You’ve seen them. The little smiley faces made out of a colon and a close-parentheses.
The wink, the frown, the sticking-out-of-the tongue:
You know the ones. They’re so ubiquitous that many computer programs automatically transform them to pictures of little faces rather than use the keyboard representation. They’re everywhere.
I wouldn’t dream of telling you NOT to use them (as much as a part of me would like to), but what I will tell you is to use them sparingly. Just like exclamation points, just like too-familiar adjectives, the usage of the emoticons is too common.
What that translates to, for a writer, is laziness. It’s so easy to make a snide comment and then follow it up with a little happy face to show that you didn’t really mean it. Or to make sure the reader knows you’re telling a joke. Or just that you’re having a miserable day. The thing is, for a writer, that’s what the words are supposed to do. Emoticons just take that old saw, “A picture is worth a thousand words,” and expand on it ad infinitum.
But, do you really want to be known for your laziness? Sure, emoticons are handy little things to toss into an e-mail to a friend. But when they come en masse, they become obnoxious. One bee buzzing around your picnic is atmosphere, but a swarm can get, er, difficult. Similarly, an e-mail with one little smiley face is cute. One that has one after every other sentence? Gag (as they said in my high school days).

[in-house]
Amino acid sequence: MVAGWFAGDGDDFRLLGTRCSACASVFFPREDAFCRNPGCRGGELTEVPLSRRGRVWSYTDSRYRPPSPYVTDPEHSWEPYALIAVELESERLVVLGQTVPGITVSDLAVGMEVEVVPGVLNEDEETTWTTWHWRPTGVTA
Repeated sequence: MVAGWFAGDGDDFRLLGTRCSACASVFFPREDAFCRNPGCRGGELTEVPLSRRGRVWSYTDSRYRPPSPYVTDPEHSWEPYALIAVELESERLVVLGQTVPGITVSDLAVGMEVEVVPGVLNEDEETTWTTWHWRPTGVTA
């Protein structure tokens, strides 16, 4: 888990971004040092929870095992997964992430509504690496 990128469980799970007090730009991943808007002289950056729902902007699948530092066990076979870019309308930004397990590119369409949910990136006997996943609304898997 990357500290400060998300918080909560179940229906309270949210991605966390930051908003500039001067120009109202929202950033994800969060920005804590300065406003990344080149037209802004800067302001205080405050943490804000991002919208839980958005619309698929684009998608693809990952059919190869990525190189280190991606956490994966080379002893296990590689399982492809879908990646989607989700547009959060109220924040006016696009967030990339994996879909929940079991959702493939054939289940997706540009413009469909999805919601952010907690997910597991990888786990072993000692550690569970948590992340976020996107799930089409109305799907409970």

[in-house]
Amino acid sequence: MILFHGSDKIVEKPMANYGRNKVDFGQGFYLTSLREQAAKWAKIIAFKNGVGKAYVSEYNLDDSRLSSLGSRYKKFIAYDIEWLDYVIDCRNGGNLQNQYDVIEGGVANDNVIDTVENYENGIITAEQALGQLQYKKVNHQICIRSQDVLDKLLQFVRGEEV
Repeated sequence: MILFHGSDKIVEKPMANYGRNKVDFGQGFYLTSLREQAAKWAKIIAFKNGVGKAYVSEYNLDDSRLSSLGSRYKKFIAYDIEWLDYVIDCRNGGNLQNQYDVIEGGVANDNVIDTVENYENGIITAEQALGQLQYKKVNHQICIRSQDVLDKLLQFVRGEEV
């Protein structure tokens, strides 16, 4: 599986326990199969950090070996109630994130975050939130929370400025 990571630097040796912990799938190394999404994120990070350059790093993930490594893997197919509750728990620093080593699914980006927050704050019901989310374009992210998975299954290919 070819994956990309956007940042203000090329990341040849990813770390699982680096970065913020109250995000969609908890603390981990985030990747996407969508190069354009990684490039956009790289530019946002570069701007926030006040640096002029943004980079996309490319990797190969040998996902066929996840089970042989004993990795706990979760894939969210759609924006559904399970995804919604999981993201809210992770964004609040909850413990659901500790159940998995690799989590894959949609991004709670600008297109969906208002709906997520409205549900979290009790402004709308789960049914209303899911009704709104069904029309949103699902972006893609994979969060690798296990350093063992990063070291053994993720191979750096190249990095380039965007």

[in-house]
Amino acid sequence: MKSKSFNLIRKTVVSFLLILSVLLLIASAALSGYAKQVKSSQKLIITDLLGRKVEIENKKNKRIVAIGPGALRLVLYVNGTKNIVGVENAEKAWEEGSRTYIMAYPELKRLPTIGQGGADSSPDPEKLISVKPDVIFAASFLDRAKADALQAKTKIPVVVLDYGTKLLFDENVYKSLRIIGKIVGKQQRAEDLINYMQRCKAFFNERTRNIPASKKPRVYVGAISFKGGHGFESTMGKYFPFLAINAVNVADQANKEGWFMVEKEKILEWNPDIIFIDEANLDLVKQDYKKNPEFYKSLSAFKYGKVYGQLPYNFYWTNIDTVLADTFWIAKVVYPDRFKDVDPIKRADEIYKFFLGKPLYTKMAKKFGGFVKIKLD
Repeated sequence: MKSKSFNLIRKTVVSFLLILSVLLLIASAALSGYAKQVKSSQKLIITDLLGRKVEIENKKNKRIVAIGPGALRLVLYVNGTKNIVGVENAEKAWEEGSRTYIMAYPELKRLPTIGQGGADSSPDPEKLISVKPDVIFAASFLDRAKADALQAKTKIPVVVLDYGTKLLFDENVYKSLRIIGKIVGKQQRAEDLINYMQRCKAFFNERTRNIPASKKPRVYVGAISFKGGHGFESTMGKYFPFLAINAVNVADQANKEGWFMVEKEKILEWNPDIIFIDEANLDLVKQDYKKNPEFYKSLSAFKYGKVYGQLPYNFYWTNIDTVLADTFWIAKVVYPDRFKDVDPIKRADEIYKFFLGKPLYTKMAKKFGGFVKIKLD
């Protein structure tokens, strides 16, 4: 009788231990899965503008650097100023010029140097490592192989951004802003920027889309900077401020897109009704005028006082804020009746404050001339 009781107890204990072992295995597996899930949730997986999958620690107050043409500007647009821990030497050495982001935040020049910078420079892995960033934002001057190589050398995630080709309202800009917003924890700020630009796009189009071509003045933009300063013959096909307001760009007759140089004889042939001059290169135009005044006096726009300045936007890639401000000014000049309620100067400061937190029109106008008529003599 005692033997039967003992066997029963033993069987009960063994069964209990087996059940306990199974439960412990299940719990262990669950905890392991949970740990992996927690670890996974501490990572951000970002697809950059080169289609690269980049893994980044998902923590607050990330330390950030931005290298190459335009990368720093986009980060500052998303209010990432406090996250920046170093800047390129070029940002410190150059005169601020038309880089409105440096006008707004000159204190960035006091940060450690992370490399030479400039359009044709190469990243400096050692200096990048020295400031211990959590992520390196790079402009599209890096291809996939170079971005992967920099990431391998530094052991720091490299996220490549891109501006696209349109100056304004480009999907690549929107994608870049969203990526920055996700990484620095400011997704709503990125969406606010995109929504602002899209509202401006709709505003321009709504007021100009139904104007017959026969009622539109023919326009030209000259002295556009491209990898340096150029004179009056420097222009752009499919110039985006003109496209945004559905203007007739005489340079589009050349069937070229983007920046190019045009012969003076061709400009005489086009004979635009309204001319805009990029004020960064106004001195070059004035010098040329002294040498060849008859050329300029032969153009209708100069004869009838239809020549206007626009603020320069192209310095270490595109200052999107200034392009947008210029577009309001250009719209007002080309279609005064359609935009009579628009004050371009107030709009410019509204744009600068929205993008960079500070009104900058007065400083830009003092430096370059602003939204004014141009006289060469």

All this should not be surprising since you already know how I feel about abbreviations, and emoticons are the worst kind of abbreviations, because they’re not even words, they’re pictograms. (And, oh, there’s a post for another day!) If you’ve been paying attention, you will have noticed that I never, ever use emoticons. If anything, I’ll type “(grin)” where that little would go because, yes, I’d rather type the extra five keystrokes than use an emoticon. I had a brief fling with them when I first learned of them in college, back in the late 1980s, but quickly decided they were too “cutesy” for my taste. Too casual, even for casual e-mails. Too annoying, because, of course, everybody picked them up when they first made their appearance. But, hey, I never yearned for a Cabbage Patch doll, either.
But maybe that’s just me.
Is it? How do you feel about emoticons? Are they cute? Fun? Functional? Annoying? Omnipresent? Useful?
(And–interesting. WordPress DID “translate” those typed emoticons to little smiley faces. Sigh. Even when you want to use the things, the computer-world works against you!)